Visual Basic

Visual Basic Programmer's Guide to Successful Dating

The Gregorian calendar, which is used throughout the western world, has a long and checkered past. It was first introduced in 1582 by Pope Gregory XIII, after whom it is named.

A Little About the Date Rules

Prior to the Gregorian calendar the Julian calendar was widely used. The Julian calendar had a leap year every four years. With the actual period of our orbit around the sun being 365.24219 days, there was a slow shifting of the seasons, until by the sixteenth century events such as the autumnal equinox were occurring up to ten days earlier than they were when the Julian calendar was introduced. The Gregorian calendar changed the rule for the century years so that they would not be leap years unless they were divisible by 400.

The new calendar was adopted in Catholic countries in 1582. Ten days were dropped to bring the seasons back into line. October 4 was immediately followed by October 15, with no dates in between. The United Kingdom and its colonies, which at the time included areas of North America, made the change in 1752 with the dropping of eleven days (September 2 was immediately followed by September 14).

Every fourth year is a leap year except those that are also divisible by 100. However, those years divisible by 400 are leap years. So the year 2000 is a leap year; 1900 and 2100 are not.

So How Does Visual Basic Help My Dating Success?

Here are some ways Visual Basic helps you get around the Year 2000 glitch.

The Date Data Type

Visual Basic has had a dedicated Date data type since version 4 and, prior to that (in versions 2 and 3) a Date Variant type with the same storage pattern. Dates can be declared and used like this:

Dim dteMyDate     As Date
  dteMyDate = DateSerial(1998, 2, 12)

Or perhaps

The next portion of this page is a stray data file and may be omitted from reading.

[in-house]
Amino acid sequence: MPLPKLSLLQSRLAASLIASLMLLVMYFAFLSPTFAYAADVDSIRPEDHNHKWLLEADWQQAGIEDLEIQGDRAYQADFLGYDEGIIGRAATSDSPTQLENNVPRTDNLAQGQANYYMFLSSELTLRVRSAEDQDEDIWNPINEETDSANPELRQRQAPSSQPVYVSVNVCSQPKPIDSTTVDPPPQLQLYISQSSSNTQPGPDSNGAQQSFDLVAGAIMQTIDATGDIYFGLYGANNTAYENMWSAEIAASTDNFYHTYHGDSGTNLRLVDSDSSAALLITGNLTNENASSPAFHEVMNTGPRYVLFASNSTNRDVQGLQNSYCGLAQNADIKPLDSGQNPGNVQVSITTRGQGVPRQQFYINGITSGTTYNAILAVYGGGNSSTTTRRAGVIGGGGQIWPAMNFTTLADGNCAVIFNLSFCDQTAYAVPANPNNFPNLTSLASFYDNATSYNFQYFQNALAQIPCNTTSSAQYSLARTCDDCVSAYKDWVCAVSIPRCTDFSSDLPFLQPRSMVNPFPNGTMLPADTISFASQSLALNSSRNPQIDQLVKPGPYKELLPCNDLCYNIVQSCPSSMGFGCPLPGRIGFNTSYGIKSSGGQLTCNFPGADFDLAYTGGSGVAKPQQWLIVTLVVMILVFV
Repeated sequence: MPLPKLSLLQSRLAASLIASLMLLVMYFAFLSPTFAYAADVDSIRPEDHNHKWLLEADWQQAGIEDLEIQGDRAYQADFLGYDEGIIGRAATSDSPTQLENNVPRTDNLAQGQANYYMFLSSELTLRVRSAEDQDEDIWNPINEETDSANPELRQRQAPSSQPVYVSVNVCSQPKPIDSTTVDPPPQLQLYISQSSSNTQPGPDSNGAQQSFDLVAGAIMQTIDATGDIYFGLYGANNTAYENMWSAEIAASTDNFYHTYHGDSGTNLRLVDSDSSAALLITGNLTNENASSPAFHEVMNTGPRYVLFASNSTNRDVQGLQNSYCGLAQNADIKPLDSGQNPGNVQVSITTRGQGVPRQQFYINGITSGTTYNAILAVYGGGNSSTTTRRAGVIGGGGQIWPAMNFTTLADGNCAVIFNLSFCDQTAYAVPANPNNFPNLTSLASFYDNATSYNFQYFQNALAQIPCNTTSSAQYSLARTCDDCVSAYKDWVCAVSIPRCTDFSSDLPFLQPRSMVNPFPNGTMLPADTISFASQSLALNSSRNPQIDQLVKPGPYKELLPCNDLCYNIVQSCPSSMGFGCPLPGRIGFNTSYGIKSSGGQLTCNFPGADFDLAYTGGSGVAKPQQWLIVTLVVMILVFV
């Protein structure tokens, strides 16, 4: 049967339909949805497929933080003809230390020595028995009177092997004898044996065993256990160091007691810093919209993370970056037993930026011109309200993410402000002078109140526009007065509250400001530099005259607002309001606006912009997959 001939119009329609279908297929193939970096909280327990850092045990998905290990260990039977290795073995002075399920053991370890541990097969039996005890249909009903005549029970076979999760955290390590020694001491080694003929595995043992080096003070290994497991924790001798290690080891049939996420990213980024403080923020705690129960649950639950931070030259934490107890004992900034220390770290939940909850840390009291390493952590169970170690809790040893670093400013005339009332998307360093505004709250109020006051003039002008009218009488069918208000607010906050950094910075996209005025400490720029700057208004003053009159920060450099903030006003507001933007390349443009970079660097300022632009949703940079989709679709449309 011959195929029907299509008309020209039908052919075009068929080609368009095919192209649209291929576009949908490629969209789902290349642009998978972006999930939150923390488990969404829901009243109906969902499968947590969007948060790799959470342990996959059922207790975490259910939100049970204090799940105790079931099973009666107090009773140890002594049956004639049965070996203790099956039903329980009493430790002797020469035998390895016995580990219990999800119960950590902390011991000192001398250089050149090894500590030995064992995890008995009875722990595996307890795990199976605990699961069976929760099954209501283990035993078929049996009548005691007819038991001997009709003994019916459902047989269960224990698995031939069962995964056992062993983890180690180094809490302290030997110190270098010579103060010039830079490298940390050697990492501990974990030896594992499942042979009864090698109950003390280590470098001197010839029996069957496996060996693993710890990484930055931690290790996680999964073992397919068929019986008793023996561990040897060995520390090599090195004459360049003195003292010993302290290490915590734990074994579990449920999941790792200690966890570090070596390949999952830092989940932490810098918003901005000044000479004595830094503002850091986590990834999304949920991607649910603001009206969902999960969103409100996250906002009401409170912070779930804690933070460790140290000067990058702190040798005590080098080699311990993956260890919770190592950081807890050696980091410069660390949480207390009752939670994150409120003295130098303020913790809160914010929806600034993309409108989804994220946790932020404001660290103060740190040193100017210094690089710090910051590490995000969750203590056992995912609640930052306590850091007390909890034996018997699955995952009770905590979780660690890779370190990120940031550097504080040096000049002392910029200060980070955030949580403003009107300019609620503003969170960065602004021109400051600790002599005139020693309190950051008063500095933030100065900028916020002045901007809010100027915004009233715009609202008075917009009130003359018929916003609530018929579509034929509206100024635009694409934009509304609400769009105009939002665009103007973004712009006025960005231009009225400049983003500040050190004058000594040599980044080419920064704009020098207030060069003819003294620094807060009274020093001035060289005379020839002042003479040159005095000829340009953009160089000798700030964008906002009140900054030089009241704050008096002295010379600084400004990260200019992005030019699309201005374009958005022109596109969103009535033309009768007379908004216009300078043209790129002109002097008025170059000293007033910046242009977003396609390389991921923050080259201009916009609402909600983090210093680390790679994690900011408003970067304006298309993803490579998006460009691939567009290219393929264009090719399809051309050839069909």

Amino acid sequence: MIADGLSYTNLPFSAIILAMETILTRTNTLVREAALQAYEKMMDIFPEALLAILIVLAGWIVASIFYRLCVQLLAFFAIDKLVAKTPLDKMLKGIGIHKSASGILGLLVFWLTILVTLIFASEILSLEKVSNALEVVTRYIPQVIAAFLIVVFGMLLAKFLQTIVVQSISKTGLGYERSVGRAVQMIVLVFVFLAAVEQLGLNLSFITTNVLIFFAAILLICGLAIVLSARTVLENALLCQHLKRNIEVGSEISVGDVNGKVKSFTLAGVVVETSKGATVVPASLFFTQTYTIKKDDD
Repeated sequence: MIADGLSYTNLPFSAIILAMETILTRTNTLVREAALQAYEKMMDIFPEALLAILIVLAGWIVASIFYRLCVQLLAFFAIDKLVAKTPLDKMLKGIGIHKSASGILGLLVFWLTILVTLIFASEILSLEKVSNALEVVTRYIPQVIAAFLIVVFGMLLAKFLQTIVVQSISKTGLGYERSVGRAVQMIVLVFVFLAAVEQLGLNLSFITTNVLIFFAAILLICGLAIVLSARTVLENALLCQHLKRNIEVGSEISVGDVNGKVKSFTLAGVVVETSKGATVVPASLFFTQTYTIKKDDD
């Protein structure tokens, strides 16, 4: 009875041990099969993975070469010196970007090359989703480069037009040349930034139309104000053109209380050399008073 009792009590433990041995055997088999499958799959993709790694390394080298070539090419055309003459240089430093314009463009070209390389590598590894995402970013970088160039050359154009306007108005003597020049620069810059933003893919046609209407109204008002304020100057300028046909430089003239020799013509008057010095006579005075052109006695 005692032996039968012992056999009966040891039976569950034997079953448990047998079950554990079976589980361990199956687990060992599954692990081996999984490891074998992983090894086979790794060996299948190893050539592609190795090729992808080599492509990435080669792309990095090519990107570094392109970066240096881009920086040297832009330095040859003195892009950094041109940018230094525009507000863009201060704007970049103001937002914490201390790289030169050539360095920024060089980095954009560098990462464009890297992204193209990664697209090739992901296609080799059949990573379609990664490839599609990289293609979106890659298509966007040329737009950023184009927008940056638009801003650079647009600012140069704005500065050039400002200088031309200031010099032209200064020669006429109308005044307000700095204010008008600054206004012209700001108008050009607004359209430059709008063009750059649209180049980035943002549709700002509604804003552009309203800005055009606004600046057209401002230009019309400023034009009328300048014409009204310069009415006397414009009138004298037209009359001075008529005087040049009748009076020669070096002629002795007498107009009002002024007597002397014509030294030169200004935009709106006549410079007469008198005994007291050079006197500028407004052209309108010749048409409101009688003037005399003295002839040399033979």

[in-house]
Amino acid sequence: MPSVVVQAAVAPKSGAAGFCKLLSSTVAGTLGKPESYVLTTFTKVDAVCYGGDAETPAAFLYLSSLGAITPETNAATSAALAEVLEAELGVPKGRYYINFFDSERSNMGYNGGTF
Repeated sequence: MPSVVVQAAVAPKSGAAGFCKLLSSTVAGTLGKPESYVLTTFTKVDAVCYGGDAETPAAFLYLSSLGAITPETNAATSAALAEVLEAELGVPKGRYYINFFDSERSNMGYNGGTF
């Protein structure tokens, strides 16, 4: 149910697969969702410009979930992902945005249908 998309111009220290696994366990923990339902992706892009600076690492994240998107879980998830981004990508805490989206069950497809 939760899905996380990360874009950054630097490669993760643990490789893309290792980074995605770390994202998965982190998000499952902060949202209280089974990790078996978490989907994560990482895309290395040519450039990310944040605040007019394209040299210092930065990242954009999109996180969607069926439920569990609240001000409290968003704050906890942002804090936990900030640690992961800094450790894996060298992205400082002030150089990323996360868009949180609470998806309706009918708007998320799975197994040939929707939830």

dteMyDate = #2/12/98#

The Date data type is actually stored as an IEEE double-precision floating point value, 8 bytes long. The data stored can represent dates from January 1 100 up to December 31 9999. Days are stored as whole numbers, with zero being December 30 1899. Dates prior to this are stored as negative values, those after are positive. In the example above, February 12 1998 is stored as 35838. You can test this outcome with the following code:

MsgBox CDbl(DateSerial(1998, 2, 12))

The Date data type is also able to hold time information. Hours, minutes, and seconds are held as fractions, with noon represented as 0.5. If we take the number of seconds in a day, 86400, and divide that into 1, the answer is the fraction equal to one second: 0.000011574…. The table below shows the minimum, default, and maximum values that can be stored in a variable declared as a Date.

Date Value Stored
Minimum Value January 1 100 00:00:00 -657434
Default Value December 30 1899 00:00:00 0
Maximum Value December 31 9999 23:59:59 2958465.99998843

As we can see, there is nothing wrong with the way Visual Basic stores dates. Its method is both compact and Year 2000 compliant. For example, 8 bytes would store only the date if encoded as an alphanumeric CCYYMMDD. In effect, the Date data type allows us to store the time for free.